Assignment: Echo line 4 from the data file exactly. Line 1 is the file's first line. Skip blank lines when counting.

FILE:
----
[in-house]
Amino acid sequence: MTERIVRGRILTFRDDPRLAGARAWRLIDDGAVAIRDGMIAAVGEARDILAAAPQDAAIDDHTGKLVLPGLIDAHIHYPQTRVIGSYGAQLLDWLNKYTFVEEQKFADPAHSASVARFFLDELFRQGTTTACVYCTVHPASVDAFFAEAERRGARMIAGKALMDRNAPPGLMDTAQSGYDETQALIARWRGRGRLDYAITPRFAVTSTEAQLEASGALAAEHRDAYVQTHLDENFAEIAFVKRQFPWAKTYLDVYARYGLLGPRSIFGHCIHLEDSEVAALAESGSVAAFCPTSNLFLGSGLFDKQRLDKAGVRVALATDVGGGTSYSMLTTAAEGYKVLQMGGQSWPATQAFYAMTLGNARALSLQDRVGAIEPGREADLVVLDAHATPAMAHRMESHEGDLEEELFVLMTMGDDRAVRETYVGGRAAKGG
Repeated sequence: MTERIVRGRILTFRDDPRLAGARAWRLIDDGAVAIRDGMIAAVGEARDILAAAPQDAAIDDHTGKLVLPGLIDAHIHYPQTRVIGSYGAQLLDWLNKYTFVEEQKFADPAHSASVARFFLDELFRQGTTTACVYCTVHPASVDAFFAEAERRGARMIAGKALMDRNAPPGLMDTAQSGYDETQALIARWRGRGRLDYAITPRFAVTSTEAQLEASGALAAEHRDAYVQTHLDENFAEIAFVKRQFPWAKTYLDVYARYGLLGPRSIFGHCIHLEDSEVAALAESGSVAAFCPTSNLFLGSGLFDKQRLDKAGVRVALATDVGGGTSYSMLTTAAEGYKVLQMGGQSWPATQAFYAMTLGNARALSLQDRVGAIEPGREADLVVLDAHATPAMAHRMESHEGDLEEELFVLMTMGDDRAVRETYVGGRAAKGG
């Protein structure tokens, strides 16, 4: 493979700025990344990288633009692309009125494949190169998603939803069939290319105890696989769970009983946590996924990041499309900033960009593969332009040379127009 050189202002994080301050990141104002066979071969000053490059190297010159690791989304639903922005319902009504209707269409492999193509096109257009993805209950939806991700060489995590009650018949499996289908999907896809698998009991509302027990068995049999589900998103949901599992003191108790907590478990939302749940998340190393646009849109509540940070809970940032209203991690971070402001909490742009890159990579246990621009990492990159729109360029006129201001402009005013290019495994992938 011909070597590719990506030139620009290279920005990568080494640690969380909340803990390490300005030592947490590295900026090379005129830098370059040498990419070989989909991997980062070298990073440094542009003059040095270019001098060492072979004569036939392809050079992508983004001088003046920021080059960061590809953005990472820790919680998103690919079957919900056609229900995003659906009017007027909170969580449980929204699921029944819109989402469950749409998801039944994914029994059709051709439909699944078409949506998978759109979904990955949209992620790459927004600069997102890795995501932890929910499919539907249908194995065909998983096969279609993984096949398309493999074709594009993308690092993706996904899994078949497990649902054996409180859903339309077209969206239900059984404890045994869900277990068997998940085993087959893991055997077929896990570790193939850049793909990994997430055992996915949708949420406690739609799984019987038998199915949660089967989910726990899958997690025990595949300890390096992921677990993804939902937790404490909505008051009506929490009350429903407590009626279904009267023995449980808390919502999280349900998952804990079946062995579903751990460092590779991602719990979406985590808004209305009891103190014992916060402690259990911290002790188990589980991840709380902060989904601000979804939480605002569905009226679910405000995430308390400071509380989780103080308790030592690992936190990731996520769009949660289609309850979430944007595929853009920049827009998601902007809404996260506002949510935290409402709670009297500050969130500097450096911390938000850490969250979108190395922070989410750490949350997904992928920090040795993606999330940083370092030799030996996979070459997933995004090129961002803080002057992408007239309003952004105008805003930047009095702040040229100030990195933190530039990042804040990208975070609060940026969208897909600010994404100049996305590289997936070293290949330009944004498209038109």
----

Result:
């Protein structure tokens, strides 16, 4: 493979700025990344990288633009692309009125494949190169998603939803069939290319105890696989769970009983946590996924990041499309900033960009593969332009040379127009 050189202002994080301050990141104002066979071969000053490059190297010159690791989304639903922005319902009504209707269409492999193509096109257009993805209950939806991700060489995590009650018949499996289908999907896809698998009991509302027990068995049999589900998103949901599992003191108790907590478990939302749940998340190393646009849109509540940070809970940032209203991690971070402001909490742009890159990579246990621009990492990159729109360029006129201001402009005013290019495994992938 011909070597590719990506030139620009290279920005990568080494640690969380909340803990390490300005030592947490590295900026090379005129830098370059040498990419070989989909991997980062070298990073440094542009003059040095270019001098060492072979004569036939392809050079992508983004001088003046920021080059960061590809953005990472820790919680998103690919079957919900056609229900995003659906009017007027909170969580449980929204699921029944819109989402469950749409998801039944994914029994059709051709439909699944078409949506998978759109979904990955949209992620790459927004600069997102890795995501932890929910499919539907249908194995065909998983096969279609993984096949398309493999074709594009993308690092993706996904899994078949497990649902054996409180859903339309077209969206239900059984404890045994869900277990068997998940085993087959893991055997077929896990570790193939850049793909990994997430055992996915949708949420406690739609799984019987038998199915949660089967989910726990899958997690025990595949300890390096992921677990993804939902937790404490909505008051009506929490009350429903407590009626279904009267023995449980808390919502999280349900998952804990079946062995579903751990460092590779991602719990979406985590808004209305009891103190014992916060402690259990911290002790188990589980991840709380902060989904601000979804939480605002569905009226679910405000995430308390400071509380989780103080308790030592690992936190990731996520769009949660289609309850979430944007595929853009920049827009998601902007809404996260506002949510935290409402709670009297500050969130500097450096911390938000850490969250979108190395922070989410750490949350997904992928920090040795993606999330940083370092030799030996996979070459997933995004090129961002803080002057992408007239309003952004105008805003930047009095702040040229100030990195933190530039990042804040990208975070609060940026969208897909600010994404100049996305590289997936070293290949330009944004498209038109």